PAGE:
You likely have heard that continents move. Two related facts strike me as important. First, almost nobody believed this was possible until the late 1960s. This is the GROUND we walk on, and we were WRONG about it – even as we’re landing on the moon. Wow. Second fact, continents move about the same speed as toenails grow. OK, you heard it was fingernails. Same speed though, and this is a post about ultrarunning. We frequently talk about toenails. As it happens, I lost my left big toenail last June during the Western States 100. It hurt. Nothing earth-shattering, nor was it particularly significant to my run. I also sprained my right ankle, though. It hurt too. And kept hurting – for the last 90 miles of the run – and then for the next several months. I was forced to layoff of running. I tried to rush my return and was repeatedly repulsed. I finally relented and took up cycling for the fall. Riding hard up a mountain is almost as fun as running up it.
As you can tell from the picture, my toenail is back. Six months – 1.25 centimeters. And while a transatlantic flight hasn’t gotten appreciably longer, enough of my bodily tissue has regenerated that I can run again. I trained through November and December, in fact, and marked my official return to ultramarathons last Saturday. This inaugural event was aptly named Frozen Sasquatch. The hearty West Virginians were unfazed by the blustery conditions. Volunteers cheerily handed out Heed slushies at the aid stations. First time RD Mike Dolin contrived a 25K loop through the Kanawha State Forest in Charleston. The ultra option was 2 loops, of course. For front runners, this provided more variety than you might guess. On the first loop we got to break trail in the fresh snow, and on the second loop we did our best to stay upright on the compacted – and icy – steep slopes.
In the midst of my hiatus from running I realized that I want to do more local and regional events in 2010. The lure of big national events and great competition has gotten me to cross the continent several times in the last couple years. I’ve enjoyed many runs in California – Quad Dipsea, Miwok, Way Too Cool, American River, and of course Western States. I’ve missed the runs that got me into ultras to begin with, though. Homespun events in the Appalachian States are still my favorite. I felt right at home with Sasquatch. About 100 runners. Narrow single track winding crazily through the woods. Plenty of climbing. Nervous bantering with friends beforehand and relaxed bantering with friends afterward.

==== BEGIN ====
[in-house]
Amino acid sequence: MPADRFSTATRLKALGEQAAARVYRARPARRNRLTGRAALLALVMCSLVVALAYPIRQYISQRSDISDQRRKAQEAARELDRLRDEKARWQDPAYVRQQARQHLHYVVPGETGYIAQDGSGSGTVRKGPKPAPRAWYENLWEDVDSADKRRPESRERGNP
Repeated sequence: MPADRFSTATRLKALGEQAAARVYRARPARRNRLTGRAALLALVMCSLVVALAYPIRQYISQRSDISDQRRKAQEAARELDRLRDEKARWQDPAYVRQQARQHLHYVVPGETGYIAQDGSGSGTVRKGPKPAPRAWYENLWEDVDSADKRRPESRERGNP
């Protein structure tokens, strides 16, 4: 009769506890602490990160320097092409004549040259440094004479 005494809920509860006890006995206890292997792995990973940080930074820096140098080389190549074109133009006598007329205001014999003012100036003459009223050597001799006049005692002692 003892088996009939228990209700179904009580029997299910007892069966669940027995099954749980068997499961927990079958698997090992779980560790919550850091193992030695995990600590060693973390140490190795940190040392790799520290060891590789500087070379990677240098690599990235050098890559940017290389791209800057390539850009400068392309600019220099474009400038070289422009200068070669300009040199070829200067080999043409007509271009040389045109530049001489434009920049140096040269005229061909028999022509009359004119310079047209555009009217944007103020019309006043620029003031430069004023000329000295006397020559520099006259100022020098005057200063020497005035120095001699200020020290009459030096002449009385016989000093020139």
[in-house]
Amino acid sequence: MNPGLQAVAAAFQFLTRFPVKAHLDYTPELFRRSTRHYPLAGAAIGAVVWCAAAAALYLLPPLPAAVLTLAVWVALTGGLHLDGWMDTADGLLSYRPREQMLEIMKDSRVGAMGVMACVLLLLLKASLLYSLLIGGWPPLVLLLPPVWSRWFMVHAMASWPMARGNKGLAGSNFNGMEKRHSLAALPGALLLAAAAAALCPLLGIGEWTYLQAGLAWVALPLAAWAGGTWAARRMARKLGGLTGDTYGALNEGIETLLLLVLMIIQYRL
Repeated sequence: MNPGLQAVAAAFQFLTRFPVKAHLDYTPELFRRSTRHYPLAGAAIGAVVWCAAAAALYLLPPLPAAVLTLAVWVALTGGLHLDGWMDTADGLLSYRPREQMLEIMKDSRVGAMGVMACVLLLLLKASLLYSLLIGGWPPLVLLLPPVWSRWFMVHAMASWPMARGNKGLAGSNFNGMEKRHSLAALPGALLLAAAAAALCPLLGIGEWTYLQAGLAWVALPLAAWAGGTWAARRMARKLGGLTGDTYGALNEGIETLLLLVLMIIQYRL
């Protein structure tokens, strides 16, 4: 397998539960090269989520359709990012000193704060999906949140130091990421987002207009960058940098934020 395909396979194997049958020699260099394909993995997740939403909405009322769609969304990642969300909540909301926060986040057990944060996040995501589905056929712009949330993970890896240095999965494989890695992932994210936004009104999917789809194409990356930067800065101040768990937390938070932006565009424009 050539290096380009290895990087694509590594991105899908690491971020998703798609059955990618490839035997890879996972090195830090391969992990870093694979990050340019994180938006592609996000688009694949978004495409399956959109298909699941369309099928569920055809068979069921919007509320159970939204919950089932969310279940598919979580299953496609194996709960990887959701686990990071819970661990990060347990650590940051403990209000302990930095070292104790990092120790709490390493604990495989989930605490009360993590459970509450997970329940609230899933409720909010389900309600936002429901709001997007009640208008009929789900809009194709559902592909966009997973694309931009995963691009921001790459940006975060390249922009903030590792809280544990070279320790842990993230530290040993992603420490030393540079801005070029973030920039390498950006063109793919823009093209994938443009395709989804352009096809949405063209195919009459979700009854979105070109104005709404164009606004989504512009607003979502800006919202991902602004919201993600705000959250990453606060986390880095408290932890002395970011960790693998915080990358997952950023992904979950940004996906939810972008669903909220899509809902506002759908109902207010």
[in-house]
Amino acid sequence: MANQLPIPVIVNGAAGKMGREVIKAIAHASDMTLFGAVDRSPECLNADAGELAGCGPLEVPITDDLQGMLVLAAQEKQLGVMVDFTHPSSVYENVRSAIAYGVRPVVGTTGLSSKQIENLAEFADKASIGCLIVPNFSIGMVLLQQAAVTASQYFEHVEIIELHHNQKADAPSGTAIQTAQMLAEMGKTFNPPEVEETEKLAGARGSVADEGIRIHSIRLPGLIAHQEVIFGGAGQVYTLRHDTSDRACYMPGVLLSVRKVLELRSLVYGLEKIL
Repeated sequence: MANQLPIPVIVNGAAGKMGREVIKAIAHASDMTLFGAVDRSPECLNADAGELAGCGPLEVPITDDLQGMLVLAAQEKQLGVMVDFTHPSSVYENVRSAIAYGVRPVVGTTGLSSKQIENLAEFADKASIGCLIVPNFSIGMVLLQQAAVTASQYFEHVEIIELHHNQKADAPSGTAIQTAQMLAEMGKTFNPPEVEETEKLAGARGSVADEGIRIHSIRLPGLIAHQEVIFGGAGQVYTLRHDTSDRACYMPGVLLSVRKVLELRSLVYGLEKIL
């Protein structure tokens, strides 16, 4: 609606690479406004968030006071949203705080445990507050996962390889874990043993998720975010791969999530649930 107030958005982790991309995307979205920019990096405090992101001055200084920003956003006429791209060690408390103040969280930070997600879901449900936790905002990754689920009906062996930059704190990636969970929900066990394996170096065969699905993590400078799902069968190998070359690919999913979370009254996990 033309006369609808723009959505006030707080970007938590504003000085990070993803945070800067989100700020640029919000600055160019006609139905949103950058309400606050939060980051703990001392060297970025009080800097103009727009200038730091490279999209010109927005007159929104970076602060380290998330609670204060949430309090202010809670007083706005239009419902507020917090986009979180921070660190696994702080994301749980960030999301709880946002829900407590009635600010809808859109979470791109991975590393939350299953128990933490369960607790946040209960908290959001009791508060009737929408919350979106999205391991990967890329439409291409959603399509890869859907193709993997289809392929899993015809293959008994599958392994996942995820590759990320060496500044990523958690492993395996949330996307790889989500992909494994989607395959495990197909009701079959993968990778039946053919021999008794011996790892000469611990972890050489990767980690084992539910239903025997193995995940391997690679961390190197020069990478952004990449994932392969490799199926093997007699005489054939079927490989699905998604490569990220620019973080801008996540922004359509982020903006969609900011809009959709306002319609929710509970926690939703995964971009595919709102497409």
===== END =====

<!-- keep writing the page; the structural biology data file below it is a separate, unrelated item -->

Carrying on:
Here’s what I like about ultras. We leave our warm cozy homes before dawn on a bleak winter day. We gather together in the woods until someone says “go” and then proceed to chase down two-foot strips of blue flagging hanging from bare tree branches. We climb brutish slopes until every panted breath blows spit that freezes to our chins. After several hours of extreme exertion we wind up right where we started with nothing gained but a voracious need to replenish ourselves. And it feels natural.
The continents drift. That’s how we get volcanoes and mountains and mid-ocean ridges. People run. We use it to show our specially developed talents, yes, but we can do that because running is the birthright of any healthy person.
I enjoyed standing around the finish, trying to stay warm by a small fire, and watching runners finish. They may have been cussing all the way down the remarkably treacherous last descent, but now, to a person, they celebrated. We call it “accomplishment.” I think it represents the collective and emphatic demonstration of what suitably determined people can do. Just give it time (2-3 cm per year).